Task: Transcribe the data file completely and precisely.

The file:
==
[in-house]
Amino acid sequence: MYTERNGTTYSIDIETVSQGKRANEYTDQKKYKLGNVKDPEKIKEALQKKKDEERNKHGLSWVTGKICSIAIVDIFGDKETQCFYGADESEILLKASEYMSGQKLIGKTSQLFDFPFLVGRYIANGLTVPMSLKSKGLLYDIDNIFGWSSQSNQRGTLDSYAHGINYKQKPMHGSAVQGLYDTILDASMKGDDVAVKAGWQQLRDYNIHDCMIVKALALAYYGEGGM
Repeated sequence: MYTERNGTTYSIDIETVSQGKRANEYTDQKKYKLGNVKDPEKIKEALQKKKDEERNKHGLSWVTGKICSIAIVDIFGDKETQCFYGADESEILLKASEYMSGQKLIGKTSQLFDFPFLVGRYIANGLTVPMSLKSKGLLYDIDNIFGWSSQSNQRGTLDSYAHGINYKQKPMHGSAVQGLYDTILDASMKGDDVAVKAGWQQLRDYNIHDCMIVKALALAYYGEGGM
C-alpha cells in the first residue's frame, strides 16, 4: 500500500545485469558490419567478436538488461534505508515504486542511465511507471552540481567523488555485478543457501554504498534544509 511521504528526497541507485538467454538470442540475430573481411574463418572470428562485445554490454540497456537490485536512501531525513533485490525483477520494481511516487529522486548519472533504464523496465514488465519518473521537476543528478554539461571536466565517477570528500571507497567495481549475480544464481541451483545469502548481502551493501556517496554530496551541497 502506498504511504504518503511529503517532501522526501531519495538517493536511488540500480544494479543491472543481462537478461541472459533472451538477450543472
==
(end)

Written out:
[in-house]
Amino acid sequence: MYTERNGTTYSIDIETVSQGKRANEYTDQKKYKLGNVKDPEKIKEALQKKKDEERNKHGLSWVTGKICSIAIVDIFGDKETQCFYGADESEILLKASEYMSGQKLIGKTSQLFDFPFLVGRYIANGLTVPMSLKSKGLLYDIDNIFGWSSQSNQRGTLDSYAHGINYKQKPMHGSAVQGLYDTILDASMKGDDVAVKAGWQQLRDYNIHDCMIVKALALAYYGEGGM
Repeated sequence: MYTERNGTTYSIDIETVSQGKRANEYTDQKKYKLGNVKDPEKIKEALQKKKDEERNKHGLSWVTGKICSIAIVDIFGDKETQCFYGADESEILLKASEYMSGQKLIGKTSQLFDFPFLVGRYIANGLTVPMSLKSKGLLYDIDNIFGWSSQSNQRGTLDSYAHGINYKQKPMHGSAVQGLYDTILDASMKGDDVAVKAGWQQLRDYNIHDCMIVKALALAYYGEGGM
C-alpha cells in the first residue's frame, strides 16, 4: 500500500545485469558490419567478436538488461534505508515504486542511465511507471552540481567523488555485478543457501554504498534544509 511521504528526497541507485538467454538470442540475430573481411574463418572470428562485445554490454540497456537490485536512501531525513533485490525483477520494481511516487529522486548519472533504464523496465514488465519518473521537476543528478554539461571536466565517477570528500571507497567495481549475480544464481541451483545469502548481502551493501556517496554530496551541497 502506498504511504504518503511529503517532501522526501531519495538517493536511488540500480544494479543491472543481462537478461541472459533472451538477450543472